The film was directed by Guy Hamilton, the script written by Richard Maibaum and Tom Mankiewicz, loosely based on the posthumously published Ian Fleming novel. The film was met with mixed reviews and has not been seen as a triumph. Christopher Lee makes a wonderful Bond villain, the Far East is gorgeous, and there are some spectacular chases, but Roger Moore was not up to snuff, Brit Eklund’s MI-6 agent was a bumbling fool, and the appearance of the tiresome Louisiana cop was entirely superfluous and cringeful. Nick Nack was not an impressive villain and his defeat at the end was kind of mean. Altogether, the film was embarrassing and producer Harry Saltzman sold his 50% share of Eon Productions, which was bought by United Artists. The resulting wrangles delayed the production of The Spy Who Loved me, a much better film, for three years.

Tom Mankiewicz wrote a script emphasizing the battle between Bond and Scaramanga as a clash of titans, but that idea was sidelined. Christopher Lee was a former secret agent, a cousin of Ian Fleming, and his golf partner. I would really have liked to see him used properly. They actually cut out much of the final showdown between Bond and Scaramanga to shorten the movie. One car-stunt figured in the Guinness Book of World Records, but that didn’t make it believable. In fact, the shot was ruined by slide-whistle sound effects. Many times, Roger Moore’s Bond movies have been diminished with added cheap shots and sound effects. The movies may be fantasies, but they don’t have to be cartoons. Alice Cooper had written a theme song for the film, but they went with a pop-song by Lulu that was criticized for being both ludicrous and smutty. Many Bond films were criticized when released but came to be admired later. This one wasn’t.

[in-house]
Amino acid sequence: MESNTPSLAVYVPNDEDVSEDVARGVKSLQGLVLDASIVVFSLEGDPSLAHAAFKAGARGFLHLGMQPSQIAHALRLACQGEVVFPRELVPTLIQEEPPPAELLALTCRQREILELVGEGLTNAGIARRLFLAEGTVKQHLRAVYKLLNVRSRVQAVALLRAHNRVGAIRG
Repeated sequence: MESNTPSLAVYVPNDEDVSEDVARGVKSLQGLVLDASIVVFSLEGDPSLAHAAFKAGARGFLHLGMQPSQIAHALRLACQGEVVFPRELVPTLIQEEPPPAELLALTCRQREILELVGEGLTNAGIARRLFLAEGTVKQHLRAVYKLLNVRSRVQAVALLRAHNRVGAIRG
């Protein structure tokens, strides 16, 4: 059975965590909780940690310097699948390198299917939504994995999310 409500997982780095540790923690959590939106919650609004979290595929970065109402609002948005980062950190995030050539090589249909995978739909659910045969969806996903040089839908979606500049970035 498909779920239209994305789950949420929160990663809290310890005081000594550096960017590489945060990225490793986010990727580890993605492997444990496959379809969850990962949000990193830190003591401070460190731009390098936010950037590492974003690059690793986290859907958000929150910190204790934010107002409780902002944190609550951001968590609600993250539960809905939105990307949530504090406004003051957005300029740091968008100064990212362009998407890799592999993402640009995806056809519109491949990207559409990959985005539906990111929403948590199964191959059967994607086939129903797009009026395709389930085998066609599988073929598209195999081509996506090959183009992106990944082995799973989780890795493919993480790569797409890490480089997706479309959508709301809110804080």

In Thailand, Roger Moore found a cave full of bats and told Christopher Lee, “Master, they are yours to command.” Christopher Lee had studied languages with the British Secret Service and spoke Swedish with Britt Eklund. His personal golden gun prop was confiscated by U.S. Customs on his way to appear on the Johnny Carson show. Eklund was hired on the strength of a bikini photo. Hervé Villechaize was living in his car when he was hired. He always took a room on the first floor so he could reach the elevator buttons. He committed suicide in 1993, worn out with the pain caused by his dwarfism. In Thailand, the cast and crew were put up in a bordello. There was supposed to be an elephant stampede in the film, but the scene was cancelled and the order for 2,600 special elephant shoes was not, and the manufacturers were not paid.